Rams Draft 2011: Looking for Linebackers

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click to enlarge James Laurinaitis is the man in the middle for the Rams, but he needs help on the outside. - commons.wikimedia.org
James Laurinaitis is the man in the middle for the Rams, but he needs help on the outside.
Whereas the wide receiver class of 2011 has taken some serious hits as players chose to return to school rather than go pro, the linebacker contingent has seen no such attrition. Even so, it isn't a particularly strong group this year. There isn't much in the way of James Laurinaitis/Clay Matthews sort of talent to be had. There are intriguing players, to be sure, but none who carry that can't-miss sort of pedigree. 

With that in mind, the Rams picked kind of a bad year to need a linebacker, but that's just what they need. Laurinaitis has the middle of the field locked up for years to come, but the outside linebacker positions were a huge liability in 2010. Weakside was especially onerous; Nai'l Diggs played well enough at strongside to at least remain unnoticed most of the time. As it stands, though, the Rams absolutely have to come up with some kind of upgrade at one or both OLB positions if they hope to build on the success the defense saw this year.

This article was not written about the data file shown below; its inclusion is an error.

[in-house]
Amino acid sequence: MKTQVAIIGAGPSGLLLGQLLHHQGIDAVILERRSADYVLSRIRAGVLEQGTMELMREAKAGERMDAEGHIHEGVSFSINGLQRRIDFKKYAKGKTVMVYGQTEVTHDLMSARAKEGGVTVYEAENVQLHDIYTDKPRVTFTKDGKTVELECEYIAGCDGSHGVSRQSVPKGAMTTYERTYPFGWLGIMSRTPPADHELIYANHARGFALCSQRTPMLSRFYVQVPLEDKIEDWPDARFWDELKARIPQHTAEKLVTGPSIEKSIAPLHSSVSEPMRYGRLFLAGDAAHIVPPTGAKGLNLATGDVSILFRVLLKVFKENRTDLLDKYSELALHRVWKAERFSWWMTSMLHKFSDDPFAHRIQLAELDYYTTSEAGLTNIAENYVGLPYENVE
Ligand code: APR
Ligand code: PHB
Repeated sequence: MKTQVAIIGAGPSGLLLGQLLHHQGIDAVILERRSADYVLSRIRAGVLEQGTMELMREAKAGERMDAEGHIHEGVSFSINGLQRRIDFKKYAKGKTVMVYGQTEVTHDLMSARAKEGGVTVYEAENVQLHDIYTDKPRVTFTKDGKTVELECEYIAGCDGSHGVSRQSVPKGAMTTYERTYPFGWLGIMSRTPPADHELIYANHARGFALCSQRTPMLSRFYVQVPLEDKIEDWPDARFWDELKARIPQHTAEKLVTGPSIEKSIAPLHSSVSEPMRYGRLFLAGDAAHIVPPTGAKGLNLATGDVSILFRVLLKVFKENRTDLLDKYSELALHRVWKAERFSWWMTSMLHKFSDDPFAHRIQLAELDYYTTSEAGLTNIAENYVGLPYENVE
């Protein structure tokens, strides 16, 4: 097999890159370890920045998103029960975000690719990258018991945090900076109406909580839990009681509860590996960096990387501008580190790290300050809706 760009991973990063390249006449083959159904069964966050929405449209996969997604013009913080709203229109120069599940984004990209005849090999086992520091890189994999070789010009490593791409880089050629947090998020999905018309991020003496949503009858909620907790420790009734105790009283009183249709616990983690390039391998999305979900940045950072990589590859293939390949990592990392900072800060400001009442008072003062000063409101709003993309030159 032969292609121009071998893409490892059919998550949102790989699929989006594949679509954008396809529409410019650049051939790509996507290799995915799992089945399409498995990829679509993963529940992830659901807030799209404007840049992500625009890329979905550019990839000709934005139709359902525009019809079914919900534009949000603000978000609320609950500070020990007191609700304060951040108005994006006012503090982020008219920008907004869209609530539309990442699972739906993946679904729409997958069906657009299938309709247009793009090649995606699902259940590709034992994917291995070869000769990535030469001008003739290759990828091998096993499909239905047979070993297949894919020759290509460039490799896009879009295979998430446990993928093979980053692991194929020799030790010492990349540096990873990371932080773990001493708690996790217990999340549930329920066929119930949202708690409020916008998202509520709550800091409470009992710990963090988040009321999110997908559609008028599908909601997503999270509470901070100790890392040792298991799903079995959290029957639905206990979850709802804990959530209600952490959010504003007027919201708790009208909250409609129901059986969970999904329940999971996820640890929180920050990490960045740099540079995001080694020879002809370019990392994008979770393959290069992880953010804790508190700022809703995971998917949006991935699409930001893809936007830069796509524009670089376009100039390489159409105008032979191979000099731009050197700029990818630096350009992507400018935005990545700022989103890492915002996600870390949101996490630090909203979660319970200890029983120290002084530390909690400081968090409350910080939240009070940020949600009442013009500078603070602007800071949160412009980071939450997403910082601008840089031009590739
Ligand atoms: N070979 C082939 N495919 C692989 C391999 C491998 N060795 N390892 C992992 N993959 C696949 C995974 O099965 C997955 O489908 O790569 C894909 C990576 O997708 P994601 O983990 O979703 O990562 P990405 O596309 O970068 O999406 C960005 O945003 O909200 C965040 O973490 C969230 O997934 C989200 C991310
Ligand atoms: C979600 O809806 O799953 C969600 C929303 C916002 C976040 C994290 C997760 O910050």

Looking at the available free agents, there doesn't look to be much help there. There are a few great names, guys like Chad Greenway (MIN), LaMarr Woodley (PIT), and Tamba Hali (KC), but I just can't see those teams letting such high-end players get away. Unfortunately for the Rams, I think any improvement in the linebacker corps will likely have to come through the draft. 

Without further ado, some scouting reports of persons of interest for your consideration: 

Von Miller, Texas A&M -- Miller's stock is rising through the roof of late, especially since he's started receiving some good press out of the Senior Bowl practices this week. He came into the season ranked as the top 3-4 outside linebacker (also called a rush linebacker), in the draft, and didn't do anything during the season to change that opinion. 

What has changed a bit is the view of Miller as strictly a 3-4 player. He's gotten good marks for his play in coverage, and there are some teams now looking at him as a potential fit for a 4-3 scheme as well. (The Rams run a 4-3.)